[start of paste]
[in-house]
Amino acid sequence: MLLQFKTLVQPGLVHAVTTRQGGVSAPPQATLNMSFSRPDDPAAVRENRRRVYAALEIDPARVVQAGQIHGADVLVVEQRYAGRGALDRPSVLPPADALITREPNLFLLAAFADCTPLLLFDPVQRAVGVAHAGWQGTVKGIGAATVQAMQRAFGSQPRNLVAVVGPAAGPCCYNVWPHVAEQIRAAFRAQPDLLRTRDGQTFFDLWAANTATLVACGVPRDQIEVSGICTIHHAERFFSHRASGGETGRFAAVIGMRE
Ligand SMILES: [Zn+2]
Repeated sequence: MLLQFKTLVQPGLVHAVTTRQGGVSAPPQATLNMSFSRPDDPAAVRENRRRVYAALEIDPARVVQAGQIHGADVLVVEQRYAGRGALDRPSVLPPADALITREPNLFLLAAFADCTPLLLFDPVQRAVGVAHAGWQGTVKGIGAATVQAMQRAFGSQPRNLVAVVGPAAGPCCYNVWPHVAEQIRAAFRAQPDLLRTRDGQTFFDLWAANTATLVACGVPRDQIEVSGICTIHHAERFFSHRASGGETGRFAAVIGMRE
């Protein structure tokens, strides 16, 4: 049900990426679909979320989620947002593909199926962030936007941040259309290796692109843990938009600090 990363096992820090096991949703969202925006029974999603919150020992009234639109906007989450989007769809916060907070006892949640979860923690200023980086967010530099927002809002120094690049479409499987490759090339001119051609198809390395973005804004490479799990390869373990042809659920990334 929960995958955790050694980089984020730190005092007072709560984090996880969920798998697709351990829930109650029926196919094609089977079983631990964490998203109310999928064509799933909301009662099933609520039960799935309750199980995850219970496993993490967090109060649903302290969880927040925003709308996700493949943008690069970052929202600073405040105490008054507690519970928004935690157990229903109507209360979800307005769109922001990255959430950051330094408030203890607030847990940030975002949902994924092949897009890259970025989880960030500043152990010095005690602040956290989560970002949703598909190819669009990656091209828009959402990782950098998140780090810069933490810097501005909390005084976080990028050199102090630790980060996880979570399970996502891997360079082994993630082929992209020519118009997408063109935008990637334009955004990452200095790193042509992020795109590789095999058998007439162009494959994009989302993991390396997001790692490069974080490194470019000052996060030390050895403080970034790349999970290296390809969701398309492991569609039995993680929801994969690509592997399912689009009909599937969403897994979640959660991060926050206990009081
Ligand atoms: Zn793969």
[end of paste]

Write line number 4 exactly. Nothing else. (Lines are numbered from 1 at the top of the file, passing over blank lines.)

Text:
Repeated sequence: MLLQFKTLVQPGLVHAVTTRQGGVSAPPQATLNMSFSRPDDPAAVRENRRRVYAALEIDPARVVQAGQIHGADVLVVEQRYAGRGALDRPSVLPPADALITREPNLFLLAAFADCTPLLLFDPVQRAVGVAHAGWQGTVKGIGAATVQAMQRAFGSQPRNLVAVVGPAAGPCCYNVWPHVAEQIRAAFRAQPDLLRTRDGQTFFDLWAANTATLVACGVPRDQIEVSGICTIHHAERFFSHRASGGETGRFAAVIGMRE